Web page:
American Heritage® Dictionary of the English Language, Fourth Edition
- n. A door, as in the entrance of an office or apartment building, usually consisting of four rigid upright sections interconnected at right angles and rotating about a central upright pivot.
- n. Informal An organization, institution, or place whose members, personnel, or population remain only a short time before going elsewhere.
- n. A door that rotates around a central pivot.
- n. figuratively A system or institution in which people exit and immediately reenter.
- n. a door consisting of four orthogonal partitions that rotate about a central pivot; a door designed to equalize the air pressure in tall buildings
- n. an organization or institution with a high rate of turnover of personnel or membership
“But here at the SFN, where Lena’s office was a revolving door of athletes, salesmen, and advertisers, Rolanda’s out-there, come-fuck-me wardrobe often proved to be an asset with said gentlemen—that plus her insider knowledge of the network.”
“After the hearing adjourned, Bennie pushed through the revolving door of the Criminal Justice Center with Mary DiNunzio struggling to keep up.”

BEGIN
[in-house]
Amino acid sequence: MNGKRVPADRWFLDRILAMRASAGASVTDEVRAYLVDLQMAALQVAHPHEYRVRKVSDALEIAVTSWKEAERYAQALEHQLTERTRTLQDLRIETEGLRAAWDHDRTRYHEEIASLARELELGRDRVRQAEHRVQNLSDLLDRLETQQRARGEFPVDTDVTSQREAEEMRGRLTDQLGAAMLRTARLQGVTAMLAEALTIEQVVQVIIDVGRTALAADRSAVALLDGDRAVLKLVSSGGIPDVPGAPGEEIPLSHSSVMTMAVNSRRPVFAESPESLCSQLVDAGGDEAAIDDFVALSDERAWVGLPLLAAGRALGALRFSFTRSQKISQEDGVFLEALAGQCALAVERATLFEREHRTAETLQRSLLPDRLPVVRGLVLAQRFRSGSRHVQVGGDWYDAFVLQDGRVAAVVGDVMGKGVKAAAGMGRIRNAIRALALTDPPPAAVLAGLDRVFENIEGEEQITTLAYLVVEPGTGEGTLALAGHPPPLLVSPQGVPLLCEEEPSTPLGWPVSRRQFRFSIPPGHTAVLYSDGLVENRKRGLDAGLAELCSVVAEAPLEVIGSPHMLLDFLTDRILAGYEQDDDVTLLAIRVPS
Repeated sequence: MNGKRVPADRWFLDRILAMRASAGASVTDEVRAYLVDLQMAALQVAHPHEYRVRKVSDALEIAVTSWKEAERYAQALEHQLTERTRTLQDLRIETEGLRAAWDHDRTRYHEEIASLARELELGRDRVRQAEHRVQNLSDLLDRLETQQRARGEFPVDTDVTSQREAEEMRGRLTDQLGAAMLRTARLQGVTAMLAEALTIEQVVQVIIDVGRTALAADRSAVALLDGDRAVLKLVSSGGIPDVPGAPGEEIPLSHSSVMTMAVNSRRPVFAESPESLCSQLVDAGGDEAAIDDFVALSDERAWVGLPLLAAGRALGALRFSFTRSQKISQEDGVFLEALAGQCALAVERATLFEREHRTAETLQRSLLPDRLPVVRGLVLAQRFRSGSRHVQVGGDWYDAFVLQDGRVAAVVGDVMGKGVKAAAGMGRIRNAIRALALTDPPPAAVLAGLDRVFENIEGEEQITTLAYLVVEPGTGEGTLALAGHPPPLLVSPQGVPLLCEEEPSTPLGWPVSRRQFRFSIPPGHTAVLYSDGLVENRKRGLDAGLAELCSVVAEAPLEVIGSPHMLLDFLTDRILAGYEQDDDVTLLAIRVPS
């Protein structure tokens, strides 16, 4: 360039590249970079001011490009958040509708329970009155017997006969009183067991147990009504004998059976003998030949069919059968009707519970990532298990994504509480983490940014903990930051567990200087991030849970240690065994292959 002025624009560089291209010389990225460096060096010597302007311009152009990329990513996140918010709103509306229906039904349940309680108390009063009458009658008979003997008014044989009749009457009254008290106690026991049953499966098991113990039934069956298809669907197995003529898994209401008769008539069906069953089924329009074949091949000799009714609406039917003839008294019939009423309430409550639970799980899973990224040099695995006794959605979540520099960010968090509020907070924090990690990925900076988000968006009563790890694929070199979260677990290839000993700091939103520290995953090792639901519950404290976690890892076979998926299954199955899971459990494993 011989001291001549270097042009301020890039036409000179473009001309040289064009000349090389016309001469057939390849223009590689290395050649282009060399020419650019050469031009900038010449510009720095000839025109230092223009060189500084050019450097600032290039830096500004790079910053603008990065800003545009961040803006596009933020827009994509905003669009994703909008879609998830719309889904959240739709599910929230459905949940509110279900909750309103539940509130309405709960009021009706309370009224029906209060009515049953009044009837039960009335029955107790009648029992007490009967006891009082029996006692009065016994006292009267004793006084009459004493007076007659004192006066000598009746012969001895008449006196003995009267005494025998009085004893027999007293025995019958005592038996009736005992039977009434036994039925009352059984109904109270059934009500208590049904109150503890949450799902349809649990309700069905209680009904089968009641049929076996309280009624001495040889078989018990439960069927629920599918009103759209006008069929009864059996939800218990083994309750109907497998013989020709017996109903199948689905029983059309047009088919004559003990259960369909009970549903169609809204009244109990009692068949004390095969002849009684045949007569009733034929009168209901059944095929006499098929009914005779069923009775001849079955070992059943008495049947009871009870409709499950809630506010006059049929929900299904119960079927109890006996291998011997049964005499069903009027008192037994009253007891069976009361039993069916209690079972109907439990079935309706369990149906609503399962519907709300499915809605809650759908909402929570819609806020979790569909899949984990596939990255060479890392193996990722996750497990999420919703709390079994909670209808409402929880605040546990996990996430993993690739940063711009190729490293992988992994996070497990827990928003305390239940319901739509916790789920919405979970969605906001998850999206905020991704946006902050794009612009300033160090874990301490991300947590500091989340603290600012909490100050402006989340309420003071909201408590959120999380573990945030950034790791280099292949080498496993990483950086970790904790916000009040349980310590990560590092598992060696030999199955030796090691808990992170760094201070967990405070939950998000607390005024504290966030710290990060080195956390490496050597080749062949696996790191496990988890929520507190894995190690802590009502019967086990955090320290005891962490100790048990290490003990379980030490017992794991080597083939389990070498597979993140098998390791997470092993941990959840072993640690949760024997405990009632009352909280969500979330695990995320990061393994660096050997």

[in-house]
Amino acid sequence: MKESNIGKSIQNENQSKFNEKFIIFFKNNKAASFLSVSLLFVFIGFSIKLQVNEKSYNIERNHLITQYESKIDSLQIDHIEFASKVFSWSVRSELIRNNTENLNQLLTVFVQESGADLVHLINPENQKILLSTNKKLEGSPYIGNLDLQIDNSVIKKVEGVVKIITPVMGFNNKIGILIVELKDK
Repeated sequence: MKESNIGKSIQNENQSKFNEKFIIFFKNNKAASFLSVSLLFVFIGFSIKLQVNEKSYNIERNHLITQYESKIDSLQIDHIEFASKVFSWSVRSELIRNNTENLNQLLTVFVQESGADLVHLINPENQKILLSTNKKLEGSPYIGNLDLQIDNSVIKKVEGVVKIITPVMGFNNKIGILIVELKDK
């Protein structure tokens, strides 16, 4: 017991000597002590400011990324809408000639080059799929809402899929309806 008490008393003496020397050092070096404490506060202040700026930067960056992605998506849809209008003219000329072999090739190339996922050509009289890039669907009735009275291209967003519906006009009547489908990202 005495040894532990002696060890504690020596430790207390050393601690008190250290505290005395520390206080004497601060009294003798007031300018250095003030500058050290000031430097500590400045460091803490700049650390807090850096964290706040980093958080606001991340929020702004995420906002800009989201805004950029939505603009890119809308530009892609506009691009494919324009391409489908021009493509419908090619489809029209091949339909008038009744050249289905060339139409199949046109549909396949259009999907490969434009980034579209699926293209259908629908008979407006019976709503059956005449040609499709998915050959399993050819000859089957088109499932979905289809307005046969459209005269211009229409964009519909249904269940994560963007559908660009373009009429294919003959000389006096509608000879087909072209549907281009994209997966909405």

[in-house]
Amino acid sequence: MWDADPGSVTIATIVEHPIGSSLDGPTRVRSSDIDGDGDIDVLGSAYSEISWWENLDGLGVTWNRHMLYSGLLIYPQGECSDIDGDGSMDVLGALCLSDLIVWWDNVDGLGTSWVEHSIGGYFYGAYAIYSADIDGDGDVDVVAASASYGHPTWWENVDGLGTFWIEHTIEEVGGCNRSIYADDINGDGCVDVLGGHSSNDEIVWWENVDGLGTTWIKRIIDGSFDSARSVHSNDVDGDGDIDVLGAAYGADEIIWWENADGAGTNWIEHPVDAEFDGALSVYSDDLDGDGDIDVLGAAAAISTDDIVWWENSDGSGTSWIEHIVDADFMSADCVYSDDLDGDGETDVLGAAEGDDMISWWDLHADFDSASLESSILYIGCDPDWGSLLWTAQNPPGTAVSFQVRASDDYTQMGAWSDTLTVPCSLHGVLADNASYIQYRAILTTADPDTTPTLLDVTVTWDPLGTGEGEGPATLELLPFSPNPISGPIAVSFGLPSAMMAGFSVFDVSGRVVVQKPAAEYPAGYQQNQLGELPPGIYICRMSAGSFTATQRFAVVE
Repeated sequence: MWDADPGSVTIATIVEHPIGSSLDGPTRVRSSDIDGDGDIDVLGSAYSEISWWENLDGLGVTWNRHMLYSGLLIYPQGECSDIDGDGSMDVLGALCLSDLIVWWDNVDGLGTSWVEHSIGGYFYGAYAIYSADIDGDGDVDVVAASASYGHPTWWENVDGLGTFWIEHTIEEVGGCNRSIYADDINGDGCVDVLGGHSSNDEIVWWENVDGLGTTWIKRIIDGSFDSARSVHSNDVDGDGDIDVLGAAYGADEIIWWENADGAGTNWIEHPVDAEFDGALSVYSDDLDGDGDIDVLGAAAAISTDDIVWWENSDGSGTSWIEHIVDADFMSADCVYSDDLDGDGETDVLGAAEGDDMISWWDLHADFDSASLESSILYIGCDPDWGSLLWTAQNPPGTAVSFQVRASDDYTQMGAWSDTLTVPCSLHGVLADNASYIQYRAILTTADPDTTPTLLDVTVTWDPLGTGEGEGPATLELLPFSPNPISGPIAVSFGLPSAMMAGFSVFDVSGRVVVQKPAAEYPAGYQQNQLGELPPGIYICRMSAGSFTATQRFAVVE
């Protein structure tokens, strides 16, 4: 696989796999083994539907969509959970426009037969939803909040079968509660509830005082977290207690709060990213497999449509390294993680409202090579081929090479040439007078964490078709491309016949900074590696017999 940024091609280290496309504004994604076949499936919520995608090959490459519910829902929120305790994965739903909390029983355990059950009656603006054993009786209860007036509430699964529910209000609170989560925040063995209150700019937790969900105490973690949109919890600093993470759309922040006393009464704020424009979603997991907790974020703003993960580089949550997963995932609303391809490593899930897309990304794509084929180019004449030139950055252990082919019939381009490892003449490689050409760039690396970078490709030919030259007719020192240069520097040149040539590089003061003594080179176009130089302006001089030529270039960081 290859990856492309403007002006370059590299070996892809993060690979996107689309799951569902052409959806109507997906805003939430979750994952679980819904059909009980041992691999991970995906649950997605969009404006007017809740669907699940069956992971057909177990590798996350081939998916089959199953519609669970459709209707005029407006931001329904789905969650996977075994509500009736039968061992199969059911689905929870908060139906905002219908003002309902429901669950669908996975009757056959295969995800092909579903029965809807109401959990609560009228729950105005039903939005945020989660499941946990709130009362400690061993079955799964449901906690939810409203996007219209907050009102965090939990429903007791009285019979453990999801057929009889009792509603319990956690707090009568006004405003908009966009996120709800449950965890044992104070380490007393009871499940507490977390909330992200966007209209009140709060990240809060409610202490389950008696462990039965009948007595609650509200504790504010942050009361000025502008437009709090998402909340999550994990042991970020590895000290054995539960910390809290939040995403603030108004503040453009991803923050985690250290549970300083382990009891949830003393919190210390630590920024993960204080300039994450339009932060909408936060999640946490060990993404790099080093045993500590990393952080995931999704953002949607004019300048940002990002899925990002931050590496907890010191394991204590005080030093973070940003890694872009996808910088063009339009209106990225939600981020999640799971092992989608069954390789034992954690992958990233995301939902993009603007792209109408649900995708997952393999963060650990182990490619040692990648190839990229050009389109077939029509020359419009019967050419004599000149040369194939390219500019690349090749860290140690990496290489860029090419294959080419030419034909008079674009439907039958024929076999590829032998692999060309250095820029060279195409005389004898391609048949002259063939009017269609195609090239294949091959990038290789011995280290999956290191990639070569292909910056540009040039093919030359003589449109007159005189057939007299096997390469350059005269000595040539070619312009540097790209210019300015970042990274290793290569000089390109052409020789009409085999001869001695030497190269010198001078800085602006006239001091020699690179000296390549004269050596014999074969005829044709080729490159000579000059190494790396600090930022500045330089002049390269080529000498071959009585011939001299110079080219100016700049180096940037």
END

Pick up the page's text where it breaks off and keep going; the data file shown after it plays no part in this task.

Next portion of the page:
“No," I said, not wanting to deal with the hotel doorman and on my own steam pushing through the newfangled revolving door of the Parker House, "I didn't forget.”
“When he saw me he shot through the revolving door so fast he gave the next half-dozen users a free spin.”
“Cliché flew backward, in through the revolving door and so fast that he was no longer touching the ground.”
“The most vivid memory I have of O.J., before the Ford Bronco Chase, the bloody glove, the If it doesn’t fit, you must acquit, is the revolving door of his trailer.”
“Clayton waved him off and gave a reserved smile to Randy Simms, who now walked through the revolving door of the club.”
“For two years, I watched a revolving door of nonevents that never stopped intriguing me.”
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